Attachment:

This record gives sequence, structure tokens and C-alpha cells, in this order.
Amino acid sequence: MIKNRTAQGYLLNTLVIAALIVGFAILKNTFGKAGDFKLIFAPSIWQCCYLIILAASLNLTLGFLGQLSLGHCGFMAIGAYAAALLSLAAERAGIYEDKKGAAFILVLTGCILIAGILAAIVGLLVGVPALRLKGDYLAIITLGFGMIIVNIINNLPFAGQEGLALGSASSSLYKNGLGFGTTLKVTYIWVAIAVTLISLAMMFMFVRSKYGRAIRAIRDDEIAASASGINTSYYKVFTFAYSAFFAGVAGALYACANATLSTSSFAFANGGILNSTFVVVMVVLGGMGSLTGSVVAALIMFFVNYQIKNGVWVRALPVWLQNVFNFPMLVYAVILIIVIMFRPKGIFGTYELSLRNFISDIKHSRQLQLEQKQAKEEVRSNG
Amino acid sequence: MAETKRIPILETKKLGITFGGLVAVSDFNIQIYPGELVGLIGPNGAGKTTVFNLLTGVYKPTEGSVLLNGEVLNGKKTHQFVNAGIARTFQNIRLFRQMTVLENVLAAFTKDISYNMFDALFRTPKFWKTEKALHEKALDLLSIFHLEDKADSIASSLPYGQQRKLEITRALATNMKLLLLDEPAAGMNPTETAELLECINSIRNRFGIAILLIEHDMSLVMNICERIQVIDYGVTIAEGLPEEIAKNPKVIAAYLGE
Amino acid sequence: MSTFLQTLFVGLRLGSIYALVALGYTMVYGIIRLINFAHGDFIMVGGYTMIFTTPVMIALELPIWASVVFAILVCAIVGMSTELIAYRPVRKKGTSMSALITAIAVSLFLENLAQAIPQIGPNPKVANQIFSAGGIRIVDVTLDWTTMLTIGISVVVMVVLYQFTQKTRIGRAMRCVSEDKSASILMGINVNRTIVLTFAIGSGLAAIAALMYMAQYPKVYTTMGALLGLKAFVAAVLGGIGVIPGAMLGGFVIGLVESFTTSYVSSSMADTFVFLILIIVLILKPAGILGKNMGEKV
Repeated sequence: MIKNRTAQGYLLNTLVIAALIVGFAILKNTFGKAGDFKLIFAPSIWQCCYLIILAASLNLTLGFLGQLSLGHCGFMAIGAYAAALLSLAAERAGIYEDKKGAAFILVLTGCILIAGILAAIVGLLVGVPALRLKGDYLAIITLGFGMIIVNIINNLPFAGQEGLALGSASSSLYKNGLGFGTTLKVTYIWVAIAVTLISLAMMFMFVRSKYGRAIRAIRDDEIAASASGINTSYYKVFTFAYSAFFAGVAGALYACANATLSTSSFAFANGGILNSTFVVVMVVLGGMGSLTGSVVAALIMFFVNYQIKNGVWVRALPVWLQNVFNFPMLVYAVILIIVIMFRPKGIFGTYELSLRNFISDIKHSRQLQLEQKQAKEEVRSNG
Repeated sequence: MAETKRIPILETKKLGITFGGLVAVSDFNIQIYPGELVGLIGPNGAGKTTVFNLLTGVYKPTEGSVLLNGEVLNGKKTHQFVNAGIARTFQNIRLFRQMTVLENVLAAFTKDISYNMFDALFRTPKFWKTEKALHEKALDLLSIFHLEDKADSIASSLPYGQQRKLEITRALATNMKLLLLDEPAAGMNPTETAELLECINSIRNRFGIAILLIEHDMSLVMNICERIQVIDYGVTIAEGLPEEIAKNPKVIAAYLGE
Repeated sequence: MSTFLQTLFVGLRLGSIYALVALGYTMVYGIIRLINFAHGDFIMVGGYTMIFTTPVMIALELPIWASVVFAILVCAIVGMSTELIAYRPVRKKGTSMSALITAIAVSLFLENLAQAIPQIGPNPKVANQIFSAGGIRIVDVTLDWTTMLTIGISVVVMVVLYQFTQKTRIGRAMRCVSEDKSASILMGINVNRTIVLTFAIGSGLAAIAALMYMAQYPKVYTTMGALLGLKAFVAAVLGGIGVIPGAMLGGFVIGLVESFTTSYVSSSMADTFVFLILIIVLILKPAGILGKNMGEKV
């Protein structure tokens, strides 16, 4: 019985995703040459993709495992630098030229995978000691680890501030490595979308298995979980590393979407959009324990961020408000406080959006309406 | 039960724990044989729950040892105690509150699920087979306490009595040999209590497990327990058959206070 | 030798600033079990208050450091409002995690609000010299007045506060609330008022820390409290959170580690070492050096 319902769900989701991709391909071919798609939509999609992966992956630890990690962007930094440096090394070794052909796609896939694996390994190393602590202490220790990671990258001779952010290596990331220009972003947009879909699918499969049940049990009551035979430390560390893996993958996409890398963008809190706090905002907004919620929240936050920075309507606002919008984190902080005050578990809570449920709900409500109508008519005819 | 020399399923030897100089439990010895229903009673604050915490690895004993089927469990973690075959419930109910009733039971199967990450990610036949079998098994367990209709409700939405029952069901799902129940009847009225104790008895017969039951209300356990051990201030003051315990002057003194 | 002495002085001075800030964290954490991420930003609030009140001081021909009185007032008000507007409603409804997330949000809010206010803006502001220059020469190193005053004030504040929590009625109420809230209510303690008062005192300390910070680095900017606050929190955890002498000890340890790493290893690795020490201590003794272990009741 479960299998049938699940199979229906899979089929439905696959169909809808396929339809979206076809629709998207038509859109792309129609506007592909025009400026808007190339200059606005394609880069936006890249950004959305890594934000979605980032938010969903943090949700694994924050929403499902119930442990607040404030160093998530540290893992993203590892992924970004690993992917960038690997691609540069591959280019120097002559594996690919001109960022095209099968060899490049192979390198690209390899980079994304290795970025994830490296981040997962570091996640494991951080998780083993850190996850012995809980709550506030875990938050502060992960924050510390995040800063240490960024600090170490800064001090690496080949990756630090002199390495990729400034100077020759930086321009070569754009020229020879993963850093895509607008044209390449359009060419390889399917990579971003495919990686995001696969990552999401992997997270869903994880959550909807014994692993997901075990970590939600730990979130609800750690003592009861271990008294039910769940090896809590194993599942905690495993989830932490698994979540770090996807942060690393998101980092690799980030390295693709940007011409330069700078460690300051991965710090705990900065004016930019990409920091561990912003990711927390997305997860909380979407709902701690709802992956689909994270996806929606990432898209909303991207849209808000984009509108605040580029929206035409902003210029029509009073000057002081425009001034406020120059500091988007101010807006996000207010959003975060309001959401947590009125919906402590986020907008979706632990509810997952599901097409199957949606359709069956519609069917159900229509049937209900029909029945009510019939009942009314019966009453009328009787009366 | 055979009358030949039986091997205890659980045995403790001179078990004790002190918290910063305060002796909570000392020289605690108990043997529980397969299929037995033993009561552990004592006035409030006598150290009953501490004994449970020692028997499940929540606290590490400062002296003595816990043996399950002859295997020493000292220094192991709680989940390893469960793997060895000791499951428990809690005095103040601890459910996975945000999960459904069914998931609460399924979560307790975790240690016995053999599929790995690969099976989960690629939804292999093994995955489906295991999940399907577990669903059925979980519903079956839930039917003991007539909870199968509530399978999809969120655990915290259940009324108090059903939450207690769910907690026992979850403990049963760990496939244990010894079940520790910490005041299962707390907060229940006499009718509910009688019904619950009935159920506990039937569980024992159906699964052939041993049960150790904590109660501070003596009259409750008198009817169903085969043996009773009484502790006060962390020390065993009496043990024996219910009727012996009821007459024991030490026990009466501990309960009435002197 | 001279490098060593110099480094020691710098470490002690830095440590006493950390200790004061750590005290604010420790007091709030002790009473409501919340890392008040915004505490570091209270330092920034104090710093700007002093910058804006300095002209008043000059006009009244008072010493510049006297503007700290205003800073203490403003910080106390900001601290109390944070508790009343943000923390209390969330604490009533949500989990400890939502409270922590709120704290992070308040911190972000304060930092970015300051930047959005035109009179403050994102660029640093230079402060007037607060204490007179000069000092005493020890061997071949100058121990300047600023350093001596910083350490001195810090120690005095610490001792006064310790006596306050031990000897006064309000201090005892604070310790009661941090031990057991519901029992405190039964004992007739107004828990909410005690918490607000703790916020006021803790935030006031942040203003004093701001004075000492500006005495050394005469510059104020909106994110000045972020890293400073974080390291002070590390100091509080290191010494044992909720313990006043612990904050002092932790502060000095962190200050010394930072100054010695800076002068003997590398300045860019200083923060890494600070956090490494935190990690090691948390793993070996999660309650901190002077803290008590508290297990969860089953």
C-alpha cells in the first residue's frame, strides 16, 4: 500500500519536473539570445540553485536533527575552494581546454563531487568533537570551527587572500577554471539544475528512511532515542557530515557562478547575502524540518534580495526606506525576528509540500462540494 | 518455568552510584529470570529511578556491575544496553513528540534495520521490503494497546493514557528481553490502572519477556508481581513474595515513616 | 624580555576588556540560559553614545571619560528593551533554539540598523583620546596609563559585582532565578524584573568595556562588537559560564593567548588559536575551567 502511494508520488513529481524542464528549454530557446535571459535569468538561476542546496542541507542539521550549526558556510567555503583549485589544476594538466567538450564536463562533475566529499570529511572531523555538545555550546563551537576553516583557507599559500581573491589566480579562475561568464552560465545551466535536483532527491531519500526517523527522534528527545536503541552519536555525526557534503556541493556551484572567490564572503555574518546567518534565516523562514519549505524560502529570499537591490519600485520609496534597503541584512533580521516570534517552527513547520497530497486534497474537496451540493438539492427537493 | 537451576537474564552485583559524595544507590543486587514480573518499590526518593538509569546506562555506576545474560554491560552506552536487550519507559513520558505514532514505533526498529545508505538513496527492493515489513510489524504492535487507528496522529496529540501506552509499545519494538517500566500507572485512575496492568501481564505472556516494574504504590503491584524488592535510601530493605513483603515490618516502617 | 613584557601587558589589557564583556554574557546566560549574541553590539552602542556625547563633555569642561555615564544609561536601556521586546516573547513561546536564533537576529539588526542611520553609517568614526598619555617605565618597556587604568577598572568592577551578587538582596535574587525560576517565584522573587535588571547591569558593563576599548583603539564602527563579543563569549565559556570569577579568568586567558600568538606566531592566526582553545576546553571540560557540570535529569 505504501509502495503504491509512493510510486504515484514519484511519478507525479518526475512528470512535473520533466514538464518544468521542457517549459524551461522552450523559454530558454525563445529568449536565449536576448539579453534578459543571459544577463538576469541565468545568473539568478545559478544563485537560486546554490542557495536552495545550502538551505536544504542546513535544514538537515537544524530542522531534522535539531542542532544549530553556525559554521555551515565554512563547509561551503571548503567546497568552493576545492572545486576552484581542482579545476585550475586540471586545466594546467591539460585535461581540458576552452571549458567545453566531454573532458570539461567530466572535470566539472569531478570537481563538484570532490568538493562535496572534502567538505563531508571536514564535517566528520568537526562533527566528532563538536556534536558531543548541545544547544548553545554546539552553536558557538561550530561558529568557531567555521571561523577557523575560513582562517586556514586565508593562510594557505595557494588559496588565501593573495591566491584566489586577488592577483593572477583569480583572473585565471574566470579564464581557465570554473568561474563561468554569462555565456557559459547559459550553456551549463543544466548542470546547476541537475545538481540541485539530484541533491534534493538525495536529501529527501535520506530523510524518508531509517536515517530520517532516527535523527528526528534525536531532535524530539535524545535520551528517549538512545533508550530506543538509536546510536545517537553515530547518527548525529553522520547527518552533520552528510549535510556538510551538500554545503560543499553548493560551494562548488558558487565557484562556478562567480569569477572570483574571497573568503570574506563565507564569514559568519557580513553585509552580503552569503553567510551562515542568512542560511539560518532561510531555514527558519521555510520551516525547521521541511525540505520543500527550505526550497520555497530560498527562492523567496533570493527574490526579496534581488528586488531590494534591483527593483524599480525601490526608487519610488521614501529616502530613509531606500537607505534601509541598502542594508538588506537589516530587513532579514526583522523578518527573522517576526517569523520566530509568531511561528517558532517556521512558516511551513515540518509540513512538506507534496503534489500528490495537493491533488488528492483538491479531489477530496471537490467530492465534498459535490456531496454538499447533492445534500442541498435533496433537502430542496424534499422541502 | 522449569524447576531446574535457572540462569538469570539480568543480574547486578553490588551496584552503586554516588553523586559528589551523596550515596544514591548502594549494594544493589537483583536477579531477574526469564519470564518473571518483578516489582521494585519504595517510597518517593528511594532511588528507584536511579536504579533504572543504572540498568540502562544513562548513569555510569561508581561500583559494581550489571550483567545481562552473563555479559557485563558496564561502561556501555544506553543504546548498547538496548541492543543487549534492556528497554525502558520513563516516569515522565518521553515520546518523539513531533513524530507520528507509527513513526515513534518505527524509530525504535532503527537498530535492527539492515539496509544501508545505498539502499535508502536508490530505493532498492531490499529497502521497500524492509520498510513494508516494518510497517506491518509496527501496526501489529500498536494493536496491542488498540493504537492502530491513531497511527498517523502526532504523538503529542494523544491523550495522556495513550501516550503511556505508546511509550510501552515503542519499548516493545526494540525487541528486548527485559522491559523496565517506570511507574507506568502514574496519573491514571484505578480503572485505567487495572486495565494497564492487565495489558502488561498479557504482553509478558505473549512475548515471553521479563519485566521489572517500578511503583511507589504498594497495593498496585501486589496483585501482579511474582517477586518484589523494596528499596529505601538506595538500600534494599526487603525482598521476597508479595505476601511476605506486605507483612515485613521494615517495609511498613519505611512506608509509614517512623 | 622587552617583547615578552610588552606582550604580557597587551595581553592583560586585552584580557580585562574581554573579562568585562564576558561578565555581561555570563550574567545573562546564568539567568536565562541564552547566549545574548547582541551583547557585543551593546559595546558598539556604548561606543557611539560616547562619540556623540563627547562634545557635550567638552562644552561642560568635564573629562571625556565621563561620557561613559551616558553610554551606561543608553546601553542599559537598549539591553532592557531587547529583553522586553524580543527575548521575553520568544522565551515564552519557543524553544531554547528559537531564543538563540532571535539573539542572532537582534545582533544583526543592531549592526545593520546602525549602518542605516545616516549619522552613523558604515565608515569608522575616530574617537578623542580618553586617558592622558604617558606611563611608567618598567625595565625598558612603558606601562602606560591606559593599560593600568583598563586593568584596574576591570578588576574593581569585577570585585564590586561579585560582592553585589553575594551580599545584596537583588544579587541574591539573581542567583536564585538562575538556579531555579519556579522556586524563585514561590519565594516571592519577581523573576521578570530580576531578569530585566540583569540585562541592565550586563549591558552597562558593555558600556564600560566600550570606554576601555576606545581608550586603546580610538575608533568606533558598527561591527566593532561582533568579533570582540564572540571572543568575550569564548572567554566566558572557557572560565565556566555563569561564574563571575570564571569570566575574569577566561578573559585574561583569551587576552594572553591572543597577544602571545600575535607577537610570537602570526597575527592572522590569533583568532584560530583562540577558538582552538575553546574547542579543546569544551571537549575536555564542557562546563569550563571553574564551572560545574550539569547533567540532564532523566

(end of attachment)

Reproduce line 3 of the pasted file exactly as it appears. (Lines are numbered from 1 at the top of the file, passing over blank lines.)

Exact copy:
Amino acid sequence: MAETKRIPILETKKLGITFGGLVAVSDFNIQIYPGELVGLIGPNGAGKTTVFNLLTGVYKPTEGSVLLNGEVLNGKKTHQFVNAGIARTFQNIRLFRQMTVLENVLAAFTKDISYNMFDALFRTPKFWKTEKALHEKALDLLSIFHLEDKADSIASSLPYGQQRKLEITRALATNMKLLLLDEPAAGMNPTETAELLECINSIRNRFGIAILLIEHDMSLVMNICERIQVIDYGVTIAEGLPEEIAKNPKVIAAYLGE